Retrospective Review 4: The Cleansing

MySpace-era deathcore with some high points, but also a bit of lost luster

Aug. 24, 2018


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Back in the mid-to-late 2000s, many fans of the core scene at the time (myself included) were indulged in the sounds of the countless deathcore bands that MySpace had to offer. One of these acts were...and still somewhat are...the California outfit known as Suicide Silence. Formed in the early 2000s in Riverside, California, this five-piece band was generally hailed as being ahead of their time in terms of the style of their genre that they performed in addition to the talents of their late vocalist, Mitch Lucker. So today, we will look at the album that started it all.

Album Breakdown

The Cleansing is the debut full length by the California deathcore heavyweights. It was released in late 2007 under the Century Media Records music label and gained the band a ton of traction. Following its release, this 44-minute, thirteen track album spawned five singles (four of which had music videos recorded as well), debuted at #94 on the Billboard Top 200, and sold over 7,000 physical copies in its first week of being on the market as well as all the positive reception it got. The Cleansing was also produced by John Travis and features artwork courtesy of Dave McKean. I have many fond memories of listening to this one back in high, I thought it would be fair to analyze and give my current thoughts on it today.


So the album starts out with a brief, atmospheric build-up track that leads into 'Unanswered'. Pretty typical for the genre, so far. However, listening to 'Unanswered' recently, as well as a few other early songs on The Cleansing, made me realize how cluttered and all over the place the band's sound was back then. Sure I still don't mind much of it for the nostalgia, but it still feels as though there is lost luster. The chromatic breakdown riffs mixed in with Lucker's screeching and the countless standard blast beats is what makes up most of 'Unanswered'. Now, there's nothing inherently off about the production quality or overall instrument sound itself (save for perhaps the finicky snare), but the overall writing and structure of some of the album's content just doesn't do it for me. 

Another instance comes in the form of 'Hands of a Killer', which used to be one of my fave tracks off of this release back in the day due to its breakdown action and lyricism. The way I see it now, however, it's all an edgy four-minute mess of a deathcore track. And, while I don't necessarily mind 'No Pity For A Coward', I've heard it so many times over the years that it just nauseates me nowadays. I will give it the credit of having one of the most memorable hooks in the genre, though.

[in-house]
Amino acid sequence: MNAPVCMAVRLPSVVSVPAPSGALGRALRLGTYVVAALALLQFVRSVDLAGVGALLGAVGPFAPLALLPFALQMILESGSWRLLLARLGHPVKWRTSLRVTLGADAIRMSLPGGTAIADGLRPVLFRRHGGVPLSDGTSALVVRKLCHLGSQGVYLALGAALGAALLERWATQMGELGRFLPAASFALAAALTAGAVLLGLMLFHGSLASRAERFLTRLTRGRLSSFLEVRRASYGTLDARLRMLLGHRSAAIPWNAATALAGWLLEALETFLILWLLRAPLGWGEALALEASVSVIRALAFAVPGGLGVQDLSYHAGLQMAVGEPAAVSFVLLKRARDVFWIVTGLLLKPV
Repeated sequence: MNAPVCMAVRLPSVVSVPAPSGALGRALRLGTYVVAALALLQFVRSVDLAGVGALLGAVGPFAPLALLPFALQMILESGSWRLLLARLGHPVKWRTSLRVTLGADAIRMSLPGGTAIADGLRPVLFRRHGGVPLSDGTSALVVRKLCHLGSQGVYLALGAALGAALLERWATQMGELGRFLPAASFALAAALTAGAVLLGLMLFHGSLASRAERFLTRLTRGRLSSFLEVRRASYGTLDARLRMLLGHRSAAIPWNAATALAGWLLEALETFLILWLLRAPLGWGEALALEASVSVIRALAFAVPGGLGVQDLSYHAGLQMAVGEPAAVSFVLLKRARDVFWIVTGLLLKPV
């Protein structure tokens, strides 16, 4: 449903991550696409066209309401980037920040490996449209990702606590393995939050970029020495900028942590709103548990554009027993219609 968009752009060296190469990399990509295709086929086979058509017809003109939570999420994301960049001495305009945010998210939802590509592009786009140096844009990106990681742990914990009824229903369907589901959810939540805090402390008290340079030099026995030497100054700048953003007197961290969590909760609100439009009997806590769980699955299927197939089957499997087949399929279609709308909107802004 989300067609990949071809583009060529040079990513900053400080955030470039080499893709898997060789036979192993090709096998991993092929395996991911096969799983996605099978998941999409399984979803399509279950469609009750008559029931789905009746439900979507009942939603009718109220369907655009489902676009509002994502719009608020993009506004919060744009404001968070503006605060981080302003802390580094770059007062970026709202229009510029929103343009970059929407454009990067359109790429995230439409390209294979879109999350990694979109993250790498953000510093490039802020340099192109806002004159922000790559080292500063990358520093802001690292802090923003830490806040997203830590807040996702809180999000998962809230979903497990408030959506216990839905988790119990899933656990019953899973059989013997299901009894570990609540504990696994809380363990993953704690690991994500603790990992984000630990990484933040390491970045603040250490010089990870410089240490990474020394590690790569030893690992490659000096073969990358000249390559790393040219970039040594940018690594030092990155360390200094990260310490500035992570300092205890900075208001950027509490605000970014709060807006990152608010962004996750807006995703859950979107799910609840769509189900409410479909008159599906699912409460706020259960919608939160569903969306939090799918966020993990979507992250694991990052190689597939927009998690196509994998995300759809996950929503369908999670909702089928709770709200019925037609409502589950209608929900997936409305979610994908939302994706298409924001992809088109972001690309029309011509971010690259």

Now, with all that being said, there are still several redeeming qualities to be found in The Cleansing. For instance, I still enjoy 'The Price of Beauty' since it contains one of my favourite Suicide Silence choruses of all time. The intensity and accompanying riffing that goes along with it blends too well. Also, I appreciate 'The Fallen' a lot more than I used to because of the way it stands out from all the other songs on this album. Its unorthodox tremolo riffing combined with some of its progressive qualities gives off the band's better abilities, with more lyrical substance to go along with the aforementioned. 

All in all, it's safe to say that I like the album's second half much more than the former (first six or so tracks). Back in the day, this used to be the opposite case. I just feel as though tracks such as 'Girl of Glass' and 'Green Monster' have more to offer in terms of actual songwriting and instrumental substance. 'The Disease' is one of my personal faves due to its booming guitar lines, breakdown chugging patterns, and variety in Mitch's vocals, as well as having one of the better outros on The Cleansing along with 'The Price of Beauty' and 'Destruction of a Statue', which has one of the most intense slamming outros I've ever heard in deathcore honestly. 'Girl of Glass' has a really catchy chorus and overall engaging riffs and 'Bludgeoned to Death' really shows off Lucker's talents in full force. 'In A Photograph' is another worthy mention for its aggression and unrelenting emotion alone.

The Verdict

Well there you have it. I've said pretty much all that comes to mind for Suicide Silence's debut full length foray into madness. While I've said plenty negative things about this one, I wouldn't say it's a bad album or that there isn't merit to it. Sure, at the end of the day, it may be, at many times, a brutally dumb and edgy deathcore album like many others. But the thought that The Cleansing inspired countless other albums like it to spawn in the future is at least something to take into consideration. It's got some hidden gems here and there and I'd still recommend it to a fan of this style of music; also, the historical precedent that this release created for the deathcore genre is undeniable at the end of the day. If it's any consolation, I enjoy this one a lot more than the band's current efforts...and that's all I'll say on the matter for now.


Fave Tracks: 'The Price of Beauty', 'The Disease', 'Girl of Glass'

For Fans Of: Pretty much any type of deathcore out there, especially if it has that ole MySpace sound

**Album Re-issue available on Amazon here!**

Full Album Stream, courtesy of the label (Century Media Records):


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-Review by: Dave Raffy

Musician, reviewer, fan & promoter


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